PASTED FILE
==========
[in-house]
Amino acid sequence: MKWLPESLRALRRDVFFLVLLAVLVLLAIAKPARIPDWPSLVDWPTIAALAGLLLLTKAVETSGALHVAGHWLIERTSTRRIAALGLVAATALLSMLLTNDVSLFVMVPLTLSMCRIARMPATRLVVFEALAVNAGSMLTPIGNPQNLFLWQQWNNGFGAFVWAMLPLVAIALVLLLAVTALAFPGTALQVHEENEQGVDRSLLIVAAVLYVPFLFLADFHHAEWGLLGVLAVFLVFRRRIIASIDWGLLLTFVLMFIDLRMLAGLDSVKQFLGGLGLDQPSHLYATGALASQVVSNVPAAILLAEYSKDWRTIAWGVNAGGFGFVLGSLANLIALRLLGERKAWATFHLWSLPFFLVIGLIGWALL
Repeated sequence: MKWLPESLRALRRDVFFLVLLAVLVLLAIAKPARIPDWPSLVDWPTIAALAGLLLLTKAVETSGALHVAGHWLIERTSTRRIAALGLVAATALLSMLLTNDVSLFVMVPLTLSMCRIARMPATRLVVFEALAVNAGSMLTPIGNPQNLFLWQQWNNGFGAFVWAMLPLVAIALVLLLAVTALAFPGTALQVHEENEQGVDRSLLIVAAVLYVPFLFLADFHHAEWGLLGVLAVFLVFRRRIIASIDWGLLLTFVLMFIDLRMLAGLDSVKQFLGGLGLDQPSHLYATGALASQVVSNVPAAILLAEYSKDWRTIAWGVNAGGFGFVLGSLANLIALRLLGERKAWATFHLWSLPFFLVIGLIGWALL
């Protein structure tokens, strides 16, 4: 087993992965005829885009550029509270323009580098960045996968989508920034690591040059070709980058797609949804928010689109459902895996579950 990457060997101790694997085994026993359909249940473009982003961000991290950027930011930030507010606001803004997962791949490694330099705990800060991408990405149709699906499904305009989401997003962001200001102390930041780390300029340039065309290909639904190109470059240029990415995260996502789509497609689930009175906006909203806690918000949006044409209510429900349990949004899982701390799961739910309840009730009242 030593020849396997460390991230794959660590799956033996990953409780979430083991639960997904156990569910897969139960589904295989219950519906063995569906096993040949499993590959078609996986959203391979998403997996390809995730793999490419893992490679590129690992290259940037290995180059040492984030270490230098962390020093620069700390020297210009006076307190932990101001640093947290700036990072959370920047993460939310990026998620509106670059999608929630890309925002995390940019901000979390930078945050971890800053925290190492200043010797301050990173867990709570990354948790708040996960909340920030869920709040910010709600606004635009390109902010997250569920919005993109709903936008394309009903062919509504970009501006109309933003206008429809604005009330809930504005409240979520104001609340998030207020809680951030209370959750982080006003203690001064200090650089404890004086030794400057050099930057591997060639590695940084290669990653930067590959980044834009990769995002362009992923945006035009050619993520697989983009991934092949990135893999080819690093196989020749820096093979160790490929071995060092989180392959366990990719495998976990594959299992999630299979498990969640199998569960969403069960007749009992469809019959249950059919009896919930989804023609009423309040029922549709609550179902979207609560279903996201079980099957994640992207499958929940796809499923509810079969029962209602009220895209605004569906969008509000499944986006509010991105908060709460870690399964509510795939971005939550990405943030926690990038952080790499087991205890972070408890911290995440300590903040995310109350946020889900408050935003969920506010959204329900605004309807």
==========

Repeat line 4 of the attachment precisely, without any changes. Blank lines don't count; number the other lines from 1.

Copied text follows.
């Protein structure tokens, strides 16, 4: 087993992965005829885009550029509270323009580098960045996968989508920034690591040059070709980058797609949804928010689109459902895996579950 990457060997101790694997085994026993359909249940473009982003961000991290950027930011930030507010606001803004997962791949490694330099705990800060991408990405149709699906499904305009989401997003962001200001102390930041780390300029340039065309290909639904190109470059240029990415995260996502789509497609689930009175906006909203806690918000949006044409209510429900349990949004899982701390799961739910309840009730009242 030593020849396997460390991230794959660590799956033996990953409780979430083991639960997904156990569910897969139960589904295989219950519906063995569906096993040949499993590959078609996986959203391979998403997996390809995730793999490419893992490679590129690992290259940037290995180059040492984030270490230098962390020093620069700390020297210009006076307190932990101001640093947290700036990072959370920047993460939310990026998620509106670059999608929630890309925002995390940019901000979390930078945050971890800053925290190492200043010797301050990173867990709570990354948790708040996960909340920030869920709040910010709600606004635009390109902010997250569920919005993109709903936008394309009903062919509504970009501006109309933003206008429809604005009330809930504005409240979520104001609340998030207020809680951030209370959750982080006003203690001064200090650089404890004086030794400057050099930057591997060639590695940084290669990653930067590959980044834009990769995002362009992923945006035009050619993520697989983009991934092949990135893999080819690093196989020749820096093979160790490929071995060092989180392959366990990719495998976990594959299992999630299979498990969640199998569960969403069960007749009992469809019959249950059919009896919930989804023609009423309040029922549709609550179902979207609560279903996201079980099957994640992207499958929940796809499923509810079969029962209602009220895209605004569906969008509000499944986006509010991105908060709460870690399964509510795939971005939550990405943030926690990038952080790499087991205890972070408890911290995440300590903040995310109350946020889900408050935003969920506010959204329900605004309807």